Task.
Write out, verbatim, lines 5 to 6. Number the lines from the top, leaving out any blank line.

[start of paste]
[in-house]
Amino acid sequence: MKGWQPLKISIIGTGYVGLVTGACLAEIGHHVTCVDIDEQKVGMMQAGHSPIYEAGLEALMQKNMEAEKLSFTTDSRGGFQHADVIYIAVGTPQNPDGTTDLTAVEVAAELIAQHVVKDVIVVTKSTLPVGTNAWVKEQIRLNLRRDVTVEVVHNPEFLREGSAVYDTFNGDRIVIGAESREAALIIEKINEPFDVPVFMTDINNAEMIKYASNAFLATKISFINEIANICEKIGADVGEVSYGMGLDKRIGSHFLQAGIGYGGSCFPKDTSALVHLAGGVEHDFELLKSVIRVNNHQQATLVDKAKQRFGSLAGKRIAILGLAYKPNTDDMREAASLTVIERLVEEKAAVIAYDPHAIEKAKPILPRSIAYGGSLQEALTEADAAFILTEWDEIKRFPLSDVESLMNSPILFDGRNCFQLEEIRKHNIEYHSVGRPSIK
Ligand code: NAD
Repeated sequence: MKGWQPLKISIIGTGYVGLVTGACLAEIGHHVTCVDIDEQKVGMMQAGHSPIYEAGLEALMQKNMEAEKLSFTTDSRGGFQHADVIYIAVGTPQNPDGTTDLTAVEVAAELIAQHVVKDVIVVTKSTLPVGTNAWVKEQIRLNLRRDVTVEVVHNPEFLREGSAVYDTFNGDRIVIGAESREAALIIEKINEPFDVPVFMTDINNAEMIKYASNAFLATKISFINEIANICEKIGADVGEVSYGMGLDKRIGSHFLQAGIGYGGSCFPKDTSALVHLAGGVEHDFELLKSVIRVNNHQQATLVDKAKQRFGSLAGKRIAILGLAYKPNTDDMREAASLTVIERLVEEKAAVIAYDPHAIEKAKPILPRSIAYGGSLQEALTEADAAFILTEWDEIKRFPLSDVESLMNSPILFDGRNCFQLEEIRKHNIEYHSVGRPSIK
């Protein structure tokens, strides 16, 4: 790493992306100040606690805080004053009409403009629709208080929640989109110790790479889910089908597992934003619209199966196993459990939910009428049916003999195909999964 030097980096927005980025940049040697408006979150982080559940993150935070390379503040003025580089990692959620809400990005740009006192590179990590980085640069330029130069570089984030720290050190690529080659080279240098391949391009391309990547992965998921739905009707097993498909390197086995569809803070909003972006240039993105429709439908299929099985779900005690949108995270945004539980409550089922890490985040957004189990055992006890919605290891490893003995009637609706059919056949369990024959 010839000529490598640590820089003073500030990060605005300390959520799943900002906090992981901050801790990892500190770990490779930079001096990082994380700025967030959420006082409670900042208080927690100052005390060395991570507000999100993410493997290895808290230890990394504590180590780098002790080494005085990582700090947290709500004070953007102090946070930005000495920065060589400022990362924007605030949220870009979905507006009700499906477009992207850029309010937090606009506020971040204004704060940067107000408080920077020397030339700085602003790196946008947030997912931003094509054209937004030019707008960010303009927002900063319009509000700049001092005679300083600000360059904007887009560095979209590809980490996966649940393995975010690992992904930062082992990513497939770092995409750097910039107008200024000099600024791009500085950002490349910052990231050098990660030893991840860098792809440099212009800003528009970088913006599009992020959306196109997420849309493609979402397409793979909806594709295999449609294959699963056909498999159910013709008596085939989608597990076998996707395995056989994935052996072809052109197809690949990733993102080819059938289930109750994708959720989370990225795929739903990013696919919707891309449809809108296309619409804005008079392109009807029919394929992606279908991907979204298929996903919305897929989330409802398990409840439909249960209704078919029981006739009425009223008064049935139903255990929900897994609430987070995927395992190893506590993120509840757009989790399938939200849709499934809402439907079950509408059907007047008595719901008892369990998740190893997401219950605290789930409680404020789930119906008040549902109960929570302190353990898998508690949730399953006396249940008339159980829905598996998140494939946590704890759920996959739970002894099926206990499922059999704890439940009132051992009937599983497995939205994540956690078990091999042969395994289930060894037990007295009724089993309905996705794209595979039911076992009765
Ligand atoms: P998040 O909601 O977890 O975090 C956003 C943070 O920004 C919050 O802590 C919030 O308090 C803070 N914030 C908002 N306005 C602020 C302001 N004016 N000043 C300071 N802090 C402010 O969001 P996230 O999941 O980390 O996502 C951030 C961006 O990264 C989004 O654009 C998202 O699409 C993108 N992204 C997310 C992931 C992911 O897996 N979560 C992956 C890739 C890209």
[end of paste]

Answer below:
């Protein structure tokens, strides 16, 4: 790493992306100040606690805080004053009409403009629709208080929640989109110790790479889910089908597992934003619209199966196993459990939910009428049916003999195909999964 030097980096927005980025940049040697408006979150982080559940993150935070390379503040003025580089990692959620809400990005740009006192590179990590980085640069330029130069570089984030720290050190690529080659080279240098391949391009391309990547992965998921739905009707097993498909390197086995569809803070909003972006240039993105429709439908299929099985779900005690949108995270945004539980409550089922890490985040957004189990055992006890919605290891490893003995009637609706059919056949369990024959 010839000529490598640590820089003073500030990060605005300390959520799943900002906090992981901050801790990892500190770990490779930079001096990082994380700025967030959420006082409670900042208080927690100052005390060395991570507000999100993410493997290895808290230890990394504590180590780098002790080494005085990582700090947290709500004070953007102090946070930005000495920065060589400022990362924007605030949220870009979905507006009700499906477009992207850029309010937090606009506020971040204004704060940067107000408080920077020397030339700085602003790196946008947030997912931003094509054209937004030019707008960010303009927002900063319009509000700049001092005679300083600000360059904007887009560095979209590809980490996966649940393995975010690992992904930062082992990513497939770092995409750097910039107008200024000099600024791009500085950002490349910052990231050098990660030893991840860098792809440099212009800003528009970088913006599009992020959306196109997420849309493609979402397409793979909806594709295999449609294959699963056909498999159910013709008596085939989608597990076998996707395995056989994935052996072809052109197809690949990733993102080819059938289930109750994708959720989370990225795929739903990013696919919707891309449809809108296309619409804005008079392109009807029919394929992606279908991907979204298929996903919305897929989330409802398990409840439909249960209704078919029981006739009425009223008064049935139903255990929900897994609430987070995927395992190893506590993120509840757009989790399938939200849709499934809402439907079950509408059907007047008595719901008892369990998740190893997401219950605290789930409680404020789930119906008040549902109960929570302190353990898998508690949730399953006396249940008339159980829905598996998140494939946590704890759920996959739970002894099926206990499922059999704890439940009132051992009937599983497995939205994540956690078990091999042969395994289930060894037990007295009724089993309905996705794209595979039911076992009765
Ligand atoms: P998040 O909601 O977890 O975090 C956003 C943070 O920004 C919050 O802590 C919030 O308090 C803070 N914030 C908002 N306005 C602020 C302001 N004016 N000043 C300071 N802090 C402010 O969001 P996230 O999941 O980390 O996502 C951030 C961006 O990264 C989004 O654009 C998202 O699409 C993108 N992204 C997310 C992931 C992911 O897996 N979560 C992956 C890739 C890209």